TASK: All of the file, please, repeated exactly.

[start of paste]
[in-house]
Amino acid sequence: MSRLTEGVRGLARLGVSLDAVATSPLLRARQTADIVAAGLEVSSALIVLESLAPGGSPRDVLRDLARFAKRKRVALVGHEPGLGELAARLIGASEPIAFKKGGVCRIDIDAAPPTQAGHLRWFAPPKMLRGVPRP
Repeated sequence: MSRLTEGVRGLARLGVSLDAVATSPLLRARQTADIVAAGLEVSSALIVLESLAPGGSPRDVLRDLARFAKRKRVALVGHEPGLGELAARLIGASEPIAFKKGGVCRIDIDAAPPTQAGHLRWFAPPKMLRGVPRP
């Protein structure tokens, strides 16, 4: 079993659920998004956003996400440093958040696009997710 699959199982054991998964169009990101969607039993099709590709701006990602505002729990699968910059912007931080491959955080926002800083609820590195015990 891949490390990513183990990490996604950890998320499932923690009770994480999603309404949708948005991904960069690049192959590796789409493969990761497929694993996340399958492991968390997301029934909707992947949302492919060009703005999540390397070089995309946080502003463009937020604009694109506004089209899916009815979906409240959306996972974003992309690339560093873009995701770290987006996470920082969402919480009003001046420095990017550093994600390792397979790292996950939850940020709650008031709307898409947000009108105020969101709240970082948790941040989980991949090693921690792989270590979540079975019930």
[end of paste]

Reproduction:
[in-house]
Amino acid sequence: MSRLTEGVRGLARLGVSLDAVATSPLLRARQTADIVAAGLEVSSALIVLESLAPGGSPRDVLRDLARFAKRKRVALVGHEPGLGELAARLIGASEPIAFKKGGVCRIDIDAAPPTQAGHLRWFAPPKMLRGVPRP
Repeated sequence: MSRLTEGVRGLARLGVSLDAVATSPLLRARQTADIVAAGLEVSSALIVLESLAPGGSPRDVLRDLARFAKRKRVALVGHEPGLGELAARLIGASEPIAFKKGGVCRIDIDAAPPTQAGHLRWFAPPKMLRGVPRP
């Protein structure tokens, strides 16, 4: 079993659920998004956003996400440093958040696009997710 699959199982054991998964169009990101969607039993099709590709701006990602505002729990699968910059912007931080491959955080926002800083609820590195015990 891949490390990513183990990490996604950890998320499932923690009770994480999603309404949708948005991904960069690049192959590796789409493969990761497929694993996340399958492991968390997301029934909707992947949302492919060009703005999540390397070089995309946080502003463009937020604009694109506004089209899916009815979906409240959306996972974003992309690339560093873009995701770290987006996470920082969402919480009003001046420095990017550093994600390792397979790292996950939850940020709650008031709307898409947000009108105020969101709240970082948790941040989980991949090693921690792989270590979540079975019930």